Mae Marsh stars as the mother of two children. Marsh gives her boys everything they desire, at great cost to herself. She is forced to work in one menial job after another so that her children will never go without.
June Cameron has written a best seller about spinsters: women are men's equals and don't need them for fulfillment. Through a series of errors and misunderstandings, the press believes she's married Tim Sterling, a university instructor she's just met. Her publisher wants to let the mistake go uncorrected for a few weeks so she can write a best seller about being married; Tim cooperates because, in hidebound academia, being married may help with a promotion. The flies in the ointment are June and Tim's instant enmity, Tim's stubbornness, and his girlfriend Marilyn, who may not let the charade play out. There's no way everyone can get what they want.Written by
At the Lakeside Lodge counter, Dr. Timothy Sterling asks June Cameron to lower her voice so he can hear on the phone. The phone wire is draped over the far corner of the counter. In the next frames the cord is across the whole counter. See more »
Loretta Young (June) has just written a best-selling book about how spinsters can enjoy life without men. She is stuck out of town and needs to get back to her agent and boyfriend Reginald Gardiner (John) to start work on her second novel. Cue Lecturer Ray Milland (Dr Stirling). He has a fiancée Gail Patrick (Marilyn) who he intends to marry once he gets a professorship at his college. He is in the same out of town area and he ends up giving Young a lift back into New York. By some misunderstanding, a "Just Married" sign is attached to his car, and everyone assumes the couple have just got married. Uh-oh, this is bad for Young's career and for Milland's. But, actually, the situation could benefit them both. Watch to find out how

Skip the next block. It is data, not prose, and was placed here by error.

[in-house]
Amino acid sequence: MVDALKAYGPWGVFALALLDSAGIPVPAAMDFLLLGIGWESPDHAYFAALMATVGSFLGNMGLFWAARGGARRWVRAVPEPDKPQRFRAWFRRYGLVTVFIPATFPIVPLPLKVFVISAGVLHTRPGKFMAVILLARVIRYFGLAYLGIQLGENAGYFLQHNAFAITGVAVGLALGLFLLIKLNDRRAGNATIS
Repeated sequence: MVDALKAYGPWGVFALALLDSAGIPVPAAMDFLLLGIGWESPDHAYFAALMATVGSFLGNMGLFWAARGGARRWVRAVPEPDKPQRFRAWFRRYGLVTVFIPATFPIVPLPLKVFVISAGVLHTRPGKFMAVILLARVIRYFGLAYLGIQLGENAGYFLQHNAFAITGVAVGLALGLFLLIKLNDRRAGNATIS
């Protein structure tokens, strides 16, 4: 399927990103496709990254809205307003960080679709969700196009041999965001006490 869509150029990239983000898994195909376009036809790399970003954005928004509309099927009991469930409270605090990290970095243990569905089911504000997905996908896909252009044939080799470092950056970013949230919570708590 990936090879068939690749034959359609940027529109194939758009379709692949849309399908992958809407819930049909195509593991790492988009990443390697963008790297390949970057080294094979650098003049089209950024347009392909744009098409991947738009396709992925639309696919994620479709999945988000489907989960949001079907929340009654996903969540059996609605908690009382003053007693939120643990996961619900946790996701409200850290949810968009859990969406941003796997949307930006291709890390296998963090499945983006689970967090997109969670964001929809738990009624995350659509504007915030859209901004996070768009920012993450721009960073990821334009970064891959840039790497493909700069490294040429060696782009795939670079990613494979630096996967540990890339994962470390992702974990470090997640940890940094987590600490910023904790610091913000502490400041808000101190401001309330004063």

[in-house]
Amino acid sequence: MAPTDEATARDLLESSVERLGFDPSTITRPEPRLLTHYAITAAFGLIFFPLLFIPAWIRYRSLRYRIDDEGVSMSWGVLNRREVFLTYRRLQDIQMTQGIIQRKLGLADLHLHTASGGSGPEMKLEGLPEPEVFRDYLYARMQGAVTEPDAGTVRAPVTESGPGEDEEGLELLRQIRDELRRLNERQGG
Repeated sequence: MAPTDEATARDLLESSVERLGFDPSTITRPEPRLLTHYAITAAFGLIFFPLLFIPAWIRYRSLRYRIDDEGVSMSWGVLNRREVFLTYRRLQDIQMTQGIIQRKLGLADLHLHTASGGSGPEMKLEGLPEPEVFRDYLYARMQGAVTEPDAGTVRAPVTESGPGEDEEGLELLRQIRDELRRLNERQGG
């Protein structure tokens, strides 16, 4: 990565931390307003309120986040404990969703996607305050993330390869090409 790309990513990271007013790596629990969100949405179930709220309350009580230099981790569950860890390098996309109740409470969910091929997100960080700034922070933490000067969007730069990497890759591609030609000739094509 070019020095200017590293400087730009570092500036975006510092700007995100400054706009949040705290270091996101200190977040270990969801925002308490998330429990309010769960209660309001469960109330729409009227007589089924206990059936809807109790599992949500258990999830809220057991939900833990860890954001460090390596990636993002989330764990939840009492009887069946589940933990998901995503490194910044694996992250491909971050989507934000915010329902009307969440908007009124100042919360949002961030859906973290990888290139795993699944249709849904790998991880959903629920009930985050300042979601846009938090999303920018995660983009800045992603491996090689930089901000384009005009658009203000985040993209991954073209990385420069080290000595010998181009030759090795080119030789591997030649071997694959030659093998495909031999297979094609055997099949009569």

This film is OK while you watch it but nothing outstanding. I thought Loretta Young was the best character despite being a bit of a horror at the beginning. And I've never been a fan of that wisecracking, screwball comedy quick patter where everyone talks over each other. SHUT UP! This film, annoyingly, has some tedious sections with this contrived device, especially at the beginning. However, once we get away from these, the dialogue is actually quite funny in parts, eg, Loretta's quip to Milland in the car when one of his model heads falls onto the car floor - "Trunk murderer? She asks him directly. Another amusing scene occurs where one of the meat-head College boys is asked a test question and asks for Milland's number and if it's OK to phone him later with the answer.
One last point - how come they cast all the spinsters to look the same? There is a definite spinster look to the women at the start of this film. What the best-selling book really should have told them to do was to get dressed up and go sit in a bar. They should then get sorted with a shag and everyone's happy. The world can be a very simple place if we just take the right attitude.
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